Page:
I've just beaten the computer at chess and, since this marks the high point of my nerdiness, I thought I'd share it with you and then craft a bit of a blog about it. It's about the time I'm spending here, and what I'm spending it doing.
Oh yes. We're going to get reflective. I'll understand if you're entirely uninterested and only come for the gossip, chicanery, and other tomfoolery. There'll be more of that tomorrow, but for now -
The last 8 months have been a time of enormous personal growth for me and, simultaneously, a time of enormous frustration. If you have been reading this daily - and if you have then may flowers rain down from heaven and blessings come upon you like ninjas - then you will have read the subtext that, on occasion, I have been frustrated and felt that perhaps I was not using my time to its full potential. And yet from that has sprung this blog, and poems, and a newly-renewed love of chess. I have used the time to perfect translations, apply for internships, and cultivate new friendships both among the students and among old friends.
I have drafted and designed the layout of a new library and seen it installed, gained a budget - the majority of which I will probably leave to my successor - and, most recently, planned High Tea, complete with scones (with jam and cream), strawberries (with sugar and cream) and tea (no. No cream.).
I've also taken time to go around Germany, begin dating an American (if you knew me when I was younger, you'd be just as surprised as I was when I fell for her) and start translating +Derren Brown's book Tricks of the Mind, which will doubtlessly stand through history as one of the worst translations of an excellent book ever attempted. If I am to fail, I shall endeavour to make it memorable.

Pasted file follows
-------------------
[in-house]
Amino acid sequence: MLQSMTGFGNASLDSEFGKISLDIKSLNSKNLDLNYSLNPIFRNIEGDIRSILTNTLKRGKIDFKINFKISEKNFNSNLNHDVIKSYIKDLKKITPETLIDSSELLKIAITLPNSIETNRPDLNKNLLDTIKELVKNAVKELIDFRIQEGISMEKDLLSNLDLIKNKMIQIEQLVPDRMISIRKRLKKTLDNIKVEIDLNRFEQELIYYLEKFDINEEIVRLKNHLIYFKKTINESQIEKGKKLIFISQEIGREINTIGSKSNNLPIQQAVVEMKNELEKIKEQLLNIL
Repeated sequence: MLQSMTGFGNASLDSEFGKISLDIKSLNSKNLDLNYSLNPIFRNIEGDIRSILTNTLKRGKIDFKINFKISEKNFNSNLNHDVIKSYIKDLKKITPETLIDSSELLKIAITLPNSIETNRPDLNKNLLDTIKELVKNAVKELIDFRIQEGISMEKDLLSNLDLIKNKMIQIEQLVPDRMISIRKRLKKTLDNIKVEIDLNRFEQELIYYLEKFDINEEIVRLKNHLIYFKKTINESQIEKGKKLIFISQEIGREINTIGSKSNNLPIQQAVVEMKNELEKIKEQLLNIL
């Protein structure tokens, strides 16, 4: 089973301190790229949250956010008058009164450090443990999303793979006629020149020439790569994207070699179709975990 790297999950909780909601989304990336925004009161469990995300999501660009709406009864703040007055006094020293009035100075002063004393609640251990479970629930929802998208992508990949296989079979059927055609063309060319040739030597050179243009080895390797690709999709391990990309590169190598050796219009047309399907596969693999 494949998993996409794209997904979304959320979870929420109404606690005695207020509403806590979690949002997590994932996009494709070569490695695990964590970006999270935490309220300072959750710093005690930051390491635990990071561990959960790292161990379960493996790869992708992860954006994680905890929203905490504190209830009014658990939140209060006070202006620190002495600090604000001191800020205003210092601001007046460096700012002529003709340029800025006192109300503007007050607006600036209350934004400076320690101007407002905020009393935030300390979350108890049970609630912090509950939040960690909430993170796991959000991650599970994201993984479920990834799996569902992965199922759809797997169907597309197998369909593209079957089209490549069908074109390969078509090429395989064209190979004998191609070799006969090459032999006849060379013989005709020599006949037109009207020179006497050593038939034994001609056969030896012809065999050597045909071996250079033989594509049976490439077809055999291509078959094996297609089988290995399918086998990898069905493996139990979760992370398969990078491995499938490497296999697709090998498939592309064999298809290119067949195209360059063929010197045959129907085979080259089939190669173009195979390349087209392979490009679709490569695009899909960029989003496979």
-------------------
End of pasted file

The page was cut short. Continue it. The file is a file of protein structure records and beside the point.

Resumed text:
The point is that learning French is now, and always will be, the small part of my degree that makes up the marks. At university I have met incredible people whose views have continually challenged mine, from Aric at one end of the spectrum to Rob at the other. At every point in my education I have been challenged, frustrated, elated, impassioned and quite frankly murderous, especially when Student Council members -
But I digress. My point is that what I sacrifice by going to university, by spending 10 months abroad instead of 6, is not time that I could otherwise have spent earning money because money is not really the point of university or, indeed, of life. It is nice to have more money than less, but I don't know if I'd give up these earnings in the face of the people I've met, both here and at home.
The fact remains that this language, the seeds of which were sown at the age of maybe eight or nine years old, remains both constant and constantly fascinating. It has opened doors to me that I had never imagined opening, and as I look forward to the mere 3 months still ahead of me I know I'll be back before very long. There will be internships and possibly even jobs to be seized and friends with whom I would to be reunited.
In short, then, languages are my passion and the skeleton key of my life. I don't know what lies ahead.
But I'm starting to get an outline.